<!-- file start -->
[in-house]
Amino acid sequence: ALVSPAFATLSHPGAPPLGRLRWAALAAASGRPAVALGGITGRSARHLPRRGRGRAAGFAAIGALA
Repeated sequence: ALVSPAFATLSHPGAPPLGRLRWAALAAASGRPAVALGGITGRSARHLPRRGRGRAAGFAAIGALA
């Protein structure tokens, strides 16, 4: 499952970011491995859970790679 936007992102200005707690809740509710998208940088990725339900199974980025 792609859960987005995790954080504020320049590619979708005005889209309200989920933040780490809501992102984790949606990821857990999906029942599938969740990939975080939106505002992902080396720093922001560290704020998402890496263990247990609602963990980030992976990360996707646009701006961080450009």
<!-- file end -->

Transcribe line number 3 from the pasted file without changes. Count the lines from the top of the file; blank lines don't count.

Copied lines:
Repeated sequence: ALVSPAFATLSHPGAPPLGRLRWAALAAASGRPAVALGGITGRSARHLPRRGRGRAAGFAAIGALA